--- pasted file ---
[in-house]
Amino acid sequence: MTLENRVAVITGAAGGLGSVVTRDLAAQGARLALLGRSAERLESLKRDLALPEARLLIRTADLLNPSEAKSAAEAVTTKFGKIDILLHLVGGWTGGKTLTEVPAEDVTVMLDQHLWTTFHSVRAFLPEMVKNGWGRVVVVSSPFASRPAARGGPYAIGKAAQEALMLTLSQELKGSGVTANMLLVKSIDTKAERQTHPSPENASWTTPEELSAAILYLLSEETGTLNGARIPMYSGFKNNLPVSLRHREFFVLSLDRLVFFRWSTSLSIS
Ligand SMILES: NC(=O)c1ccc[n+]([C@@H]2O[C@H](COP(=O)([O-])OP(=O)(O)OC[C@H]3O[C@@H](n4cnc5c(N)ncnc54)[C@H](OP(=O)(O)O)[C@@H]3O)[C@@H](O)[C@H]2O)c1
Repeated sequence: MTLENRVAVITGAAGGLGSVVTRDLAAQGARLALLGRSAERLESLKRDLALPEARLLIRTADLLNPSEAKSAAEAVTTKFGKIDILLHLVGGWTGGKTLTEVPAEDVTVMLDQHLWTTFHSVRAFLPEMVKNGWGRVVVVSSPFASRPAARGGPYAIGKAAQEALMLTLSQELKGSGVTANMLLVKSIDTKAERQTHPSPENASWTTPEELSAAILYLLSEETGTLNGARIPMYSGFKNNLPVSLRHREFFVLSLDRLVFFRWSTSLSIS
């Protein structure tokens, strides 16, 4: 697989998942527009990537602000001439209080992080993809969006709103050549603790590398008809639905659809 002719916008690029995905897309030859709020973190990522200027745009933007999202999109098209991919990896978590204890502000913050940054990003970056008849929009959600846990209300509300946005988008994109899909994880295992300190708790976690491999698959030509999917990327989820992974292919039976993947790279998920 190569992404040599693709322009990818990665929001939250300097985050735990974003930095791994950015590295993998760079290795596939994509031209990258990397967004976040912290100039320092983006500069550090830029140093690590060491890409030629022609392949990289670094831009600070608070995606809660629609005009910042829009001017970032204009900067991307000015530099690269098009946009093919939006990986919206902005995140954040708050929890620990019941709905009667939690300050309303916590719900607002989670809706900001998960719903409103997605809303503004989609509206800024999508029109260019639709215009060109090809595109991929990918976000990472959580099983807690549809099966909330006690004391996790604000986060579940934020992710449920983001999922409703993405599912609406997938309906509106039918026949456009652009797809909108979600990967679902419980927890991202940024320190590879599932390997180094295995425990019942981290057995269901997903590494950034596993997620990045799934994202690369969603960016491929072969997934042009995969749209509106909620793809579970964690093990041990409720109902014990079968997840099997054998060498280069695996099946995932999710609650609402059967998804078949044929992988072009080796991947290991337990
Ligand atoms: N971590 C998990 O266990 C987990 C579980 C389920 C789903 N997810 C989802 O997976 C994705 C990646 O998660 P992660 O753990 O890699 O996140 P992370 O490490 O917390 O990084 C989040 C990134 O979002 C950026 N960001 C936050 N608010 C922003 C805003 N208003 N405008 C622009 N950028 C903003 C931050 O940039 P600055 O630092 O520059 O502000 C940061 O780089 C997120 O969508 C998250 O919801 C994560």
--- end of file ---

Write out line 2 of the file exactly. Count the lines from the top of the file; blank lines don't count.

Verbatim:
Amino acid sequence: MTLENRVAVITGAAGGLGSVVTRDLAAQGARLALLGRSAERLESLKRDLALPEARLLIRTADLLNPSEAKSAAEAVTTKFGKIDILLHLVGGWTGGKTLTEVPAEDVTVMLDQHLWTTFHSVRAFLPEMVKNGWGRVVVVSSPFASRPAARGGPYAIGKAAQEALMLTLSQELKGSGVTANMLLVKSIDTKAERQTHPSPENASWTTPEELSAAILYLLSEETGTLNGARIPMYSGFKNNLPVSLRHREFFVLSLDRLVFFRWSTSLSIS